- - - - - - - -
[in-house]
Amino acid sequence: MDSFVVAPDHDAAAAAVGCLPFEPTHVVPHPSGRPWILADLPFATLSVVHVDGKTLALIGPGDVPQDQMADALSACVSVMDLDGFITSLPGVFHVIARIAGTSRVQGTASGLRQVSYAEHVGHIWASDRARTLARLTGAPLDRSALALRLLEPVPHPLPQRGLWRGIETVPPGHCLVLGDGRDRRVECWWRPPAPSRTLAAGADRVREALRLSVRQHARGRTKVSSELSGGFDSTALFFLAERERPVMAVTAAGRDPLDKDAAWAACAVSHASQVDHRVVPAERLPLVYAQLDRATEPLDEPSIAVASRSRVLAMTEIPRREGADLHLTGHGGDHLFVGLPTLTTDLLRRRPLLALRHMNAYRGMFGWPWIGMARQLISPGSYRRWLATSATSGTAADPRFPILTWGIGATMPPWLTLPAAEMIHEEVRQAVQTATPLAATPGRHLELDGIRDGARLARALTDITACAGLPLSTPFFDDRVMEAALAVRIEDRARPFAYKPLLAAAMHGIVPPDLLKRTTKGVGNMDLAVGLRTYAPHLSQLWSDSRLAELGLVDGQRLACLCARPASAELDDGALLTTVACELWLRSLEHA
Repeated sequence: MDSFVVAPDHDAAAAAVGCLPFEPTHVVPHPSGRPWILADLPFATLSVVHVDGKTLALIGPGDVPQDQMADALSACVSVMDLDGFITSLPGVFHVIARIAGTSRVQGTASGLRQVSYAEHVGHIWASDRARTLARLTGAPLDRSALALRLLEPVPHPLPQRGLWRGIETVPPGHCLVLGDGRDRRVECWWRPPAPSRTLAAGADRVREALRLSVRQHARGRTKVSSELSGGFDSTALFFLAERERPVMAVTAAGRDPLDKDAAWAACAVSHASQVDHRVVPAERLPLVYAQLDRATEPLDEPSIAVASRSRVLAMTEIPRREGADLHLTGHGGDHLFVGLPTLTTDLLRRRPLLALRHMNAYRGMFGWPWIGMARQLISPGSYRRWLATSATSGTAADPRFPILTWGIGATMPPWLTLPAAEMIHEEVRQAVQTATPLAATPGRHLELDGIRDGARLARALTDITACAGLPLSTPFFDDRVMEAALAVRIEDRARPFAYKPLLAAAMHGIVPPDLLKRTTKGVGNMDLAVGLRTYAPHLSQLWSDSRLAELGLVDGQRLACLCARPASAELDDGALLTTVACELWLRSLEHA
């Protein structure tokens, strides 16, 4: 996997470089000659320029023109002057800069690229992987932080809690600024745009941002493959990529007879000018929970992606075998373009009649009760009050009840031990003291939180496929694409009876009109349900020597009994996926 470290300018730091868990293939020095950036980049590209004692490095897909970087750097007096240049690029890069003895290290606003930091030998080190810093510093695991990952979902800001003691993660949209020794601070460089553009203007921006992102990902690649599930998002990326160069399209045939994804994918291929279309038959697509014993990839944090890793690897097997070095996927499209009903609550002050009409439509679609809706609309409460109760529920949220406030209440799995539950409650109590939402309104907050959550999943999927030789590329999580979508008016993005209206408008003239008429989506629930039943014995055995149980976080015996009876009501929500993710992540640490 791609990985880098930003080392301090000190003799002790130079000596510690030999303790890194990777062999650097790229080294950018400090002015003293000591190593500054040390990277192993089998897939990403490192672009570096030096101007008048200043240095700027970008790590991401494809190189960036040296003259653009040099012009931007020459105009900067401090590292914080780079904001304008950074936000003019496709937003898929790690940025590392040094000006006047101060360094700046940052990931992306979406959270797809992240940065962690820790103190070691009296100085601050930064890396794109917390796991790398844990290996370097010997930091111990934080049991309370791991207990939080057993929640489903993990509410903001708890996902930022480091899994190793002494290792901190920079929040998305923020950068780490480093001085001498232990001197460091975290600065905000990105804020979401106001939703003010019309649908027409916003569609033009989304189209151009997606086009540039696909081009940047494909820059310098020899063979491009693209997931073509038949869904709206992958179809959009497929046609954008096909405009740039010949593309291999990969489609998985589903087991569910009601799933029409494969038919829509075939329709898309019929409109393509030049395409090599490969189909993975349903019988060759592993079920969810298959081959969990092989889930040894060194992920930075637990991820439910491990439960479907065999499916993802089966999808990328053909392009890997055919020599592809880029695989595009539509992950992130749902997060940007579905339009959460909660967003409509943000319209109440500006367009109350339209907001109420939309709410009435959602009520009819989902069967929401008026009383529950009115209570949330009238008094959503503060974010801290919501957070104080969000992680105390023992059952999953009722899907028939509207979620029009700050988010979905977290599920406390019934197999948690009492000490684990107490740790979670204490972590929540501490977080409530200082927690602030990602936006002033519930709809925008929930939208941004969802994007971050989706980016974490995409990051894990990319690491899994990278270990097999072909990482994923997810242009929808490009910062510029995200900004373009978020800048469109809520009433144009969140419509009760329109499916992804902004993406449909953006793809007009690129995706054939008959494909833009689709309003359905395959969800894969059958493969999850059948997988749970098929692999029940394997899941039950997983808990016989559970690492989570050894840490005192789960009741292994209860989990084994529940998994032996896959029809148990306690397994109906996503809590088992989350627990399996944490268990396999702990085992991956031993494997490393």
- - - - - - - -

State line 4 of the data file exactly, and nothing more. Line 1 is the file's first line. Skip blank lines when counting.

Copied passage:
């Protein structure tokens, strides 16, 4: 996997470089000659320029023109002057800069690229992987932080809690600024745009941002493959990529007879000018929970992606075998373009009649009760009050009840031990003291939180496929694409009876009109349900020597009994996926 470290300018730091868990293939020095950036980049590209004692490095897909970087750097007096240049690029890069003895290290606003930091030998080190810093510093695991990952979902800001003691993660949209020794601070460089553009203007921006992102990902690649599930998002990326160069399209045939994804994918291929279309038959697509014993990839944090890793690897097997070095996927499209009903609550002050009409439509679609809706609309409460109760529920949220406030209440799995539950409650109590939402309104907050959550999943999927030789590329999580979508008016993005209206408008003239008429989506629930039943014995055995149980976080015996009876009501929500993710992540640490 791609990985880098930003080392301090000190003799002790130079000596510690030999303790890194990777062999650097790229080294950018400090002015003293000591190593500054040390990277192993089998897939990403490192672009570096030096101007008048200043240095700027970008790590991401494809190189960036040296003259653009040099012009931007020459105009900067401090590292914080780079904001304008950074936000003019496709937003898929790690940025590392040094000006006047101060360094700046940052990931992306979406959270797809992240940065962690820790103190070691009296100085601050930064890396794109917390796991790398844990290996370097010997930091111990934080049991309370791991207990939080057993929640489903993990509410903001708890996902930022480091899994190793002494290792901190920079929040998305923020950068780490480093001085001498232990001197460091975290600065905000990105804020979401106001939703003010019309649908027409916003569609033009989304189209151009997606086009540039696909081009940047494909820059310098020899063979491009693209997931073509038949869904709206992958179809959009497929046609954008096909405009740039010949593309291999990969489609998985589903087991569910009601799933029409494969038919829509075939329709898309019929409109393509030049395409090599490969189909993975349903019988060759592993079920969810298959081959969990092989889930040894060194992920930075637990991820439910491990439960479907065999499916993802089966999808990328053909392009890997055919020599592809880029695989595009539509992950992130749902997060940007579905339009959460909660967003409509943000319209109440500006367009109350339209907001109420939309709410009435959602009520009819989902069967929401008026009383529950009115209570949330009238008094959503503060974010801290919501957070104080969000992680105390023992059952999953009722899907028939509207979620029009700050988010979905977290599920406390019934197999948690009492000490684990107490740790979670204490972590929540501490977080409530200082927690602030990602936006002033519930709809925008929930939208941004969802994007971050989706980016974490995409990051894990990319690491899994990278270990097999072909990482994923997810242009929808490009910062510029995200900004373009978020800048469109809520009433144009969140419509009760329109499916992804902004993406449909953006793809007009690129995706054939008959494909833009689709309003359905395959969800894969059958493969999850059948997988749970098929692999029940394997899941039950997983808990016989559970690492989570050894840490005192789960009741292994209860989990084994529940998994032996896959029809148990306690397994109906996503809590088992989350627990399996944490268990396999702990085992991956031993494997490393």